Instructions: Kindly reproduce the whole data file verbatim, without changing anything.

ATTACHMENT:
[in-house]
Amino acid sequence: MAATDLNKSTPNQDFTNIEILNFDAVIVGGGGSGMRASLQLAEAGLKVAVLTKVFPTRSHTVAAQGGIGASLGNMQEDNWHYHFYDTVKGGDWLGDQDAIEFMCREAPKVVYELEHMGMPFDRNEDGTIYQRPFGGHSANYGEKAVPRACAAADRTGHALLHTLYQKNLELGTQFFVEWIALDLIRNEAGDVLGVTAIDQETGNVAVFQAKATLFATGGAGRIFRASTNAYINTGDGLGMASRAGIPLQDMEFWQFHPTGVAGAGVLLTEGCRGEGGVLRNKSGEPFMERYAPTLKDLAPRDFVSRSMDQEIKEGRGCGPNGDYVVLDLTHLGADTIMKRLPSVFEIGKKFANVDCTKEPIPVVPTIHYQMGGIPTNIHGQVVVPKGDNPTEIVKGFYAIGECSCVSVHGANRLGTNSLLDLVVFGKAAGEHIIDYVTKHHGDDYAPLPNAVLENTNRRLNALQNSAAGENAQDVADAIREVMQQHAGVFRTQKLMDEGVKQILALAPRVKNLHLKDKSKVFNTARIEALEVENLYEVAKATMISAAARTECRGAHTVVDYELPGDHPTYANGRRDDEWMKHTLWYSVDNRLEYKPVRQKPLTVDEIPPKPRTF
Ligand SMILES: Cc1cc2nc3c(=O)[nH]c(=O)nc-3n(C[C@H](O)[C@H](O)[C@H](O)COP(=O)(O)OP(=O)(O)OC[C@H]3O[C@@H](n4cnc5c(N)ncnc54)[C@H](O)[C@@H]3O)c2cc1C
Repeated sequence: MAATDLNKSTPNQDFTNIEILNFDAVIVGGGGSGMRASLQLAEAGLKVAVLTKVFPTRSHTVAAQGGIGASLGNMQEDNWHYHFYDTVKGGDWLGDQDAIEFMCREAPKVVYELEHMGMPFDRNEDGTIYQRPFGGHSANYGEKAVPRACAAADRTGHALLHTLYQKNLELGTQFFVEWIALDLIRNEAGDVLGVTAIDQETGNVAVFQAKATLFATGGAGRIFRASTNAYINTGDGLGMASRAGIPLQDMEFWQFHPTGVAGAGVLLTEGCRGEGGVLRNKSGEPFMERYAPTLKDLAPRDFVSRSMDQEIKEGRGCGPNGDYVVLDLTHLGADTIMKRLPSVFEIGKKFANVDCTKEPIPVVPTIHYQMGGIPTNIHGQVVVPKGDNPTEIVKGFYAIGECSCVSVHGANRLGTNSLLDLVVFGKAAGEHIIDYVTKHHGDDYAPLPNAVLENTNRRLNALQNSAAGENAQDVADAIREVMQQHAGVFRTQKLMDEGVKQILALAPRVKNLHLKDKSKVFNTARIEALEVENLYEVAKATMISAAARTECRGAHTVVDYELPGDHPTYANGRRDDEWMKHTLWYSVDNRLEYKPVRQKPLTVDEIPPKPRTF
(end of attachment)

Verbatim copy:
[in-house]
Amino acid sequence: MAATDLNKSTPNQDFTNIEILNFDAVIVGGGGSGMRASLQLAEAGLKVAVLTKVFPTRSHTVAAQGGIGASLGNMQEDNWHYHFYDTVKGGDWLGDQDAIEFMCREAPKVVYELEHMGMPFDRNEDGTIYQRPFGGHSANYGEKAVPRACAAADRTGHALLHTLYQKNLELGTQFFVEWIALDLIRNEAGDVLGVTAIDQETGNVAVFQAKATLFATGGAGRIFRASTNAYINTGDGLGMASRAGIPLQDMEFWQFHPTGVAGAGVLLTEGCRGEGGVLRNKSGEPFMERYAPTLKDLAPRDFVSRSMDQEIKEGRGCGPNGDYVVLDLTHLGADTIMKRLPSVFEIGKKFANVDCTKEPIPVVPTIHYQMGGIPTNIHGQVVVPKGDNPTEIVKGFYAIGECSCVSVHGANRLGTNSLLDLVVFGKAAGEHIIDYVTKHHGDDYAPLPNAVLENTNRRLNALQNSAAGENAQDVADAIREVMQQHAGVFRTQKLMDEGVKQILALAPRVKNLHLKDKSKVFNTARIEALEVENLYEVAKATMISAAARTECRGAHTVVDYELPGDHPTYANGRRDDEWMKHTLWYSVDNRLEYKPVRQKPLTVDEIPPKPRTF
Ligand SMILES: Cc1cc2nc3c(=O)[nH]c(=O)nc-3n(C[C@H](O)[C@H](O)[C@H](O)COP(=O)(O)OP(=O)(O)OC[C@H]3O[C@@H](n4cnc5c(N)ncnc54)[C@H](O)[C@@H]3O)c2cc1C
Repeated sequence: MAATDLNKSTPNQDFTNIEILNFDAVIVGGGGSGMRASLQLAEAGLKVAVLTKVFPTRSHTVAAQGGIGASLGNMQEDNWHYHFYDTVKGGDWLGDQDAIEFMCREAPKVVYELEHMGMPFDRNEDGTIYQRPFGGHSANYGEKAVPRACAAADRTGHALLHTLYQKNLELGTQFFVEWIALDLIRNEAGDVLGVTAIDQETGNVAVFQAKATLFATGGAGRIFRASTNAYINTGDGLGMASRAGIPLQDMEFWQFHPTGVAGAGVLLTEGCRGEGGVLRNKSGEPFMERYAPTLKDLAPRDFVSRSMDQEIKEGRGCGPNGDYVVLDLTHLGADTIMKRLPSVFEIGKKFANVDCTKEPIPVVPTIHYQMGGIPTNIHGQVVVPKGDNPTEIVKGFYAIGECSCVSVHGANRLGTNSLLDLVVFGKAAGEHIIDYVTKHHGDDYAPLPNAVLENTNRRLNALQNSAAGENAQDVADAIREVMQQHAGVFRTQKLMDEGVKQILALAPRVKNLHLKDKSKVFNTARIEALEVENLYEVAKATMISAAARTECRGAHTVVDYELPGDHPTYANGRRDDEWMKHTLWYSVDNRLEYKPVRQKPLTVDEIPPKPRTF